Texas church donates to IMB in honor of pastor’s retirement
By Myriah Snyder/IMB
BIG SPRING, Texas (BP) – As John McCullough ended 52 years in ministry, the last 15 as bivocational pastor of Berea Baptist Church, the church donated $30,000 to the IMB and $27,000 to Send Relief in his honor.
Berea Baptist has always been passionate about missions, giving more than 15 percent of its undesignated receipts to missions work locally, statewide, nationally and globally. But when the church of around 25 members realized it had too much space for the mostly aging congregation, and a local church needed the facilities, the members chose to sell and rent space at Crossroads Baptist Association’s offices to continue meeting.
Instead of putting all the profits into savings, they donated a substantial portion of those funds to various ministry and mission work in honor of their retiring pastor, who is a trustee of the International Mission Board.
McCullough, who also served as the associational missionary for Crossroads Baptist Association, retired as Berea’s pastor in April. While he’d moved 380 miles across the state, he had been making the drive weekly to continue serving the congregation. Sunday, Sept. 26, was his day as pastor.
During McCullough’s time as an IMB trustee, he’s been especially passionate about the work God is doing in Southeast Asia, his area of focus as a trustee. He’s been on trips to the region and seen his daughter, son-in-law and grandson accompany him and catch the same vision.
“We wanted to do what we could do there, knowing that there’s an incredible move of God in [that part] of the world,” McCullough said. “We wanted to make that an emphasis.”
Berea’s donation to IMB will go toward ongoing mission projects in Southeast Asia. The Send Relief donation will go to water well projects and other humanitarian aid work.
IMB President Paul Chitwood said he “had no idea of the significance” of the gift when McCullough mentioned to him that Berea was giving a check.
“Not only in terms of its amount,” Chitwood said, “but also in what it symbolized of a church family that wanted to honor its retiring pastor and steward its remaining resources well for the kingdom.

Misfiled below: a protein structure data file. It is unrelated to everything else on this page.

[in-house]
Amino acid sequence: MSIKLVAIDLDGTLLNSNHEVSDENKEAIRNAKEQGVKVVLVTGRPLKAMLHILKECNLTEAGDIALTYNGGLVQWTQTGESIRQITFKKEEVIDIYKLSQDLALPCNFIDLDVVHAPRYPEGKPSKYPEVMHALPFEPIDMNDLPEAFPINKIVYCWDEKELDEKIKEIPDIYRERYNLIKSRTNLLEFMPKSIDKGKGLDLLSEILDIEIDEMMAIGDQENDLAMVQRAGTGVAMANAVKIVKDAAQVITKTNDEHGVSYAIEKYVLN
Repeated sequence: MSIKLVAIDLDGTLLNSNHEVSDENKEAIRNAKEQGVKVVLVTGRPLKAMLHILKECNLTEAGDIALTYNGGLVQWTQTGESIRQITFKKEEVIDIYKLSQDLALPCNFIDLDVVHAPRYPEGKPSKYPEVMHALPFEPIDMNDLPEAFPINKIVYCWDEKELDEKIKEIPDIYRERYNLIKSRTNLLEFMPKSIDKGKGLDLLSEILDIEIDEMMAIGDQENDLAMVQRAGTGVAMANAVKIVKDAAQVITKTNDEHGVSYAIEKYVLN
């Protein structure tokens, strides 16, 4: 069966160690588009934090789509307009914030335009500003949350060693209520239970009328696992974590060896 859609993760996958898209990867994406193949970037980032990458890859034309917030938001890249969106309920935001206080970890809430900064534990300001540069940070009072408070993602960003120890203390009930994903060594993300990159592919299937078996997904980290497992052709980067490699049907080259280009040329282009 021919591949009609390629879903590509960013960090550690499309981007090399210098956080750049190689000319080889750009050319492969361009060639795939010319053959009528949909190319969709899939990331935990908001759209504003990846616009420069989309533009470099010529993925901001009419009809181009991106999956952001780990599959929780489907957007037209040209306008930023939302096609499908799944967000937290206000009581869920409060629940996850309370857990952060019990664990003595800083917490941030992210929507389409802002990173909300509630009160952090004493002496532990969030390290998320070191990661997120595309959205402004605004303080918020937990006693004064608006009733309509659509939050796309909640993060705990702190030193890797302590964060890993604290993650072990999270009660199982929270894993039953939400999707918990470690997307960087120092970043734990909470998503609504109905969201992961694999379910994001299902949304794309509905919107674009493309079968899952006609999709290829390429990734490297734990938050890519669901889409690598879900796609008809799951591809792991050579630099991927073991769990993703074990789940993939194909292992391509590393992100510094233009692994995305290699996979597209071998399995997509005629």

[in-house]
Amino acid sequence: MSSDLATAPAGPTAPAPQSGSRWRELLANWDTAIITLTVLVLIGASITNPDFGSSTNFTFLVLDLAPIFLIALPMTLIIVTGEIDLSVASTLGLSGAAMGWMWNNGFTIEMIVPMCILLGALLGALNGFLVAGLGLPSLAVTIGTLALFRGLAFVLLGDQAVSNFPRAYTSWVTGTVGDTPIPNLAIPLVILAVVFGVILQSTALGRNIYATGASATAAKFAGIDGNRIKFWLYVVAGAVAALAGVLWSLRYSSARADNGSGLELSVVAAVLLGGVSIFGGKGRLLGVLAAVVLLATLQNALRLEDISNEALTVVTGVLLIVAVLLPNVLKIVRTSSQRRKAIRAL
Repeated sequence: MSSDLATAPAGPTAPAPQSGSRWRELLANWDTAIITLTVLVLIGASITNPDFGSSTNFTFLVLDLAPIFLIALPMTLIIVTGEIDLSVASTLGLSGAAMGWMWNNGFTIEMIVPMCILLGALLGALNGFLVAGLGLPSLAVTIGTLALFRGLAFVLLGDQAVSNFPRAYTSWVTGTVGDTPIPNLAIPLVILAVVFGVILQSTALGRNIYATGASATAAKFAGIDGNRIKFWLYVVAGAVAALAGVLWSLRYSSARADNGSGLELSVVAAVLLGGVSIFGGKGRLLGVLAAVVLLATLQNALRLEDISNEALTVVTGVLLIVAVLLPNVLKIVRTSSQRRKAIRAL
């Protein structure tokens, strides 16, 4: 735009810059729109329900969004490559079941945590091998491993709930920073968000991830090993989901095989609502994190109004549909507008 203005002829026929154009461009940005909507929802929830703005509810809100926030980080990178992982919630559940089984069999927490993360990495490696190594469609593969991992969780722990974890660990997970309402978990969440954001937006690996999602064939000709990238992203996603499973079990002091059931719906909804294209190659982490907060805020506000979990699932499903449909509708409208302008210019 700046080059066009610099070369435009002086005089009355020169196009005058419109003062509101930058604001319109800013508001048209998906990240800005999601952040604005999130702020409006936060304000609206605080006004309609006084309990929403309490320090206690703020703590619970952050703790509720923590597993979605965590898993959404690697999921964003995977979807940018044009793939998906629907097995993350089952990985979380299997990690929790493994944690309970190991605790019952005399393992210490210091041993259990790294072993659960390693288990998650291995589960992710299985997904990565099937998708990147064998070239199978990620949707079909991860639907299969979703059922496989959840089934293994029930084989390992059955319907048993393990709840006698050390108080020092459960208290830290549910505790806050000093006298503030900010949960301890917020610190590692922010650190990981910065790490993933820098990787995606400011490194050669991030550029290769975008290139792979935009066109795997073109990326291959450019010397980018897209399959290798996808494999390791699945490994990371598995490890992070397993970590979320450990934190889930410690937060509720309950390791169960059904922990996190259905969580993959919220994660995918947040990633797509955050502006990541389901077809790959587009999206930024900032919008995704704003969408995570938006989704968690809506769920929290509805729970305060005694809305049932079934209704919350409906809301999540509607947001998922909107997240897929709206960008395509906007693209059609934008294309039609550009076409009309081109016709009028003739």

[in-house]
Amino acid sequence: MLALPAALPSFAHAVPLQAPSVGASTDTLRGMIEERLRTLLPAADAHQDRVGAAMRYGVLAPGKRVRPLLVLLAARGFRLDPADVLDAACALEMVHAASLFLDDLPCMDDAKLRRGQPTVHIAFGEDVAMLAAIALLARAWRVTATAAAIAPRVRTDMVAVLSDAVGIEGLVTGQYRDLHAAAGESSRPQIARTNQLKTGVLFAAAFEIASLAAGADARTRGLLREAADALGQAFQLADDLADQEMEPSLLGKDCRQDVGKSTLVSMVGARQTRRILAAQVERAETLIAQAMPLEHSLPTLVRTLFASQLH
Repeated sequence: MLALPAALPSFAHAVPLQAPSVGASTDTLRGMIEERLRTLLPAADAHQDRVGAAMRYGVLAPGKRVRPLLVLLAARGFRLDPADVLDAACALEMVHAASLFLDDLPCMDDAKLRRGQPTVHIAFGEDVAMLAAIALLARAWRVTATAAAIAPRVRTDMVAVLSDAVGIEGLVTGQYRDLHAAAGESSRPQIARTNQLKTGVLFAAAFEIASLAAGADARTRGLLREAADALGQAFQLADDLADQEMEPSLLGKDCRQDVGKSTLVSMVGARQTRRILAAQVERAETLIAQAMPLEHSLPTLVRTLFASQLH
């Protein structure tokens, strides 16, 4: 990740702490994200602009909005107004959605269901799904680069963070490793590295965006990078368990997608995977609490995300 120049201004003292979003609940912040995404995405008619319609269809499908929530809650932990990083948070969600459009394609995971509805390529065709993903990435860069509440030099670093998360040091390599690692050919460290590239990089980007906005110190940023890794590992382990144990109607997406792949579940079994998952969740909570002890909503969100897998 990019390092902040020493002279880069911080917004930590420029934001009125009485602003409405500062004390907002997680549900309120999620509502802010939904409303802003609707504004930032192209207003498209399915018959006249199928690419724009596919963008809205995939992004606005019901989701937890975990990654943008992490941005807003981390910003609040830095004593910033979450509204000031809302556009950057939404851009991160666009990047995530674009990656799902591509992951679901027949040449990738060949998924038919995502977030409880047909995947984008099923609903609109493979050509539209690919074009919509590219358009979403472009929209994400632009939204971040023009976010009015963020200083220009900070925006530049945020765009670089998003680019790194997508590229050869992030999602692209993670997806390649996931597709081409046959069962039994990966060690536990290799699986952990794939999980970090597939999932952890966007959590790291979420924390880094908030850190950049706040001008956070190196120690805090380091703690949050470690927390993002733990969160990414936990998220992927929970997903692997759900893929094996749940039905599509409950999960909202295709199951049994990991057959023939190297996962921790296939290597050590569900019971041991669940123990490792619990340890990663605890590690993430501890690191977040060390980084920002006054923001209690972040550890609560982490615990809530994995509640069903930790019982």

“When I heard the story, I was not only blessed by it, but I wanted others to hear it. I thank God for this incredibly generous act and know it will inspire others toward greater generosity.”
NOBTS professor, military chaplain returns after year of deployment
By Gary D. Myers/NOBTS
NEW ORLEANS (BP) – After a full year away from New Orleans Baptist Theological Seminary in the desert sands of Iraq, Adam Harwood returned to a hero’s welcome Oct. 8.
Hundreds of seminary students, faculty and staff members lined Seminary Place on the NOBTS-Leavell College campus to welcome Harwood home from a yearlong deployment as a chaplain with the Louisiana National Guard. Members of Harwood’s church, First Baptist New Orleans, joined the flag-waving crowd to mark his return. The welcome began at the front of campus, and after the Harwoods stopped to greet the well-wishers, the crowd followed the family to their home on Seminary Place in true New Orleans “second line” style.
“We entered the campus, and as we turned the corner at the Frost Building, the street was lined with NOBTS and Leavell College faculty, staff, students and families, as well as friends from my church family, FBNO,” Harwood said. “The welcome home parade demonstrated the generosity, love and support of the body of Christ.”
By day, Harwood is professor of theology at NOBTS and editor of the school’s Journal for Baptist Theology and Ministry. He is known around campus for his keen mind and pastoral heart. On the weekends and in times of crisis, Captain Harwood ministers to the spiritual needs of the men and women serving in the 256th Infantry Brigade Combat Team.
Last October, Harwood’s brigade left for three months of training in preparation for a nine-month tour of duty to Forward Operating Base Union III in Baghdad, in support of Operation Inherent Resolve. Their mission was part of the multi-nation effort to defeat the Islamic State (ISIS).
As a chaplain, Harwood offered pastoral and religious support to U.S and Coalition soldiers and the many civilian contractors working on the base. He also “advised the command on moral, ethical and religious matters impacting the mission.” According to Harwood, he ministered to people of many different faith backgrounds.
“Chaplains are different than pastors, because we provide religious support to all people – including those from different faith traditions – without violating our own religious convictions or the constraints of our ecclesial endorser,” Harwood said. “In my case, that is the North American Mission Board of the Southern Baptist Convention.”
Harwood led weekly chapel services, Bible studies, and special worship events. One of the more memorable worship times for Harwood came on Christmas Eve.
“We were away from home during the holidays, so on Christmas Eve night, more than 100 soldiers gathered in a tent,” he said. “We sang Christmas carols by candlelight, then I read the nativity story from the Gospel of Luke and explained why Jesus came to earth.”
Easter was special too. Harwood said many attended worship on Easter Sunday. This allowed Harwood to present a “clear message of God’s forgiveness available through Christ’s life, death and resurrection.”
Harwood also provided confidential counseling to the soldiers, airmen, sailors, and marines on the base.
“We were in a combat zone, which raised unique struggles,” Harwood said. “I provided a listening ear, counseling, and prayer for issues like relationship problems or questions about God.”